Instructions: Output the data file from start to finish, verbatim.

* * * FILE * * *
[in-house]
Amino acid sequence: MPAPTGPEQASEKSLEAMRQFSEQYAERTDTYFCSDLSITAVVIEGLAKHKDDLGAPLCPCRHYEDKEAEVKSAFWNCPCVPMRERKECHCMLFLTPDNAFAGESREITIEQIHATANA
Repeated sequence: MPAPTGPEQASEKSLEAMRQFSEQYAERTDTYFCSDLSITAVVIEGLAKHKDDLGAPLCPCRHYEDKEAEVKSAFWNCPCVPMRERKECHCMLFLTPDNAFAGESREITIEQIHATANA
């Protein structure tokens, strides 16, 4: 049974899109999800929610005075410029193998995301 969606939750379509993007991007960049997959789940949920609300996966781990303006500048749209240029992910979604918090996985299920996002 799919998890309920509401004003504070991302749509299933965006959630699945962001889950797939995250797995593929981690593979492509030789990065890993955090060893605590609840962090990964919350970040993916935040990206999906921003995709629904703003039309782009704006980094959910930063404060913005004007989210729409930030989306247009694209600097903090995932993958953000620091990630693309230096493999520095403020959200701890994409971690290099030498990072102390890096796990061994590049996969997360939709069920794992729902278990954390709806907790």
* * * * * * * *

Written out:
[in-house]
Amino acid sequence: MPAPTGPEQASEKSLEAMRQFSEQYAERTDTYFCSDLSITAVVIEGLAKHKDDLGAPLCPCRHYEDKEAEVKSAFWNCPCVPMRERKECHCMLFLTPDNAFAGESREITIEQIHATANA
Repeated sequence: MPAPTGPEQASEKSLEAMRQFSEQYAERTDTYFCSDLSITAVVIEGLAKHKDDLGAPLCPCRHYEDKEAEVKSAFWNCPCVPMRERKECHCMLFLTPDNAFAGESREITIEQIHATANA
């Protein structure tokens, strides 16, 4: 049974899109999800929610005075410029193998995301 969606939750379509993007991007960049997959789940949920609300996966781990303006500048749209240029992910979604918090996985299920996002 799919998890309920509401004003504070991302749509299933965006959630699945962001889950797939995250797995593929981690593979492509030789990065890993955090060893605590609840962090990964919350970040993916935040990206999906921003995709629904703003039309782009704006980094959910930063404060913005004007989210729409930030989306247009694209600097903090995932993958953000620091990630693309230096493999520095403020959200701890994409971690290099030498990072102390890096796990061994590049996969997360939709069920794992729902278990954390709806907790």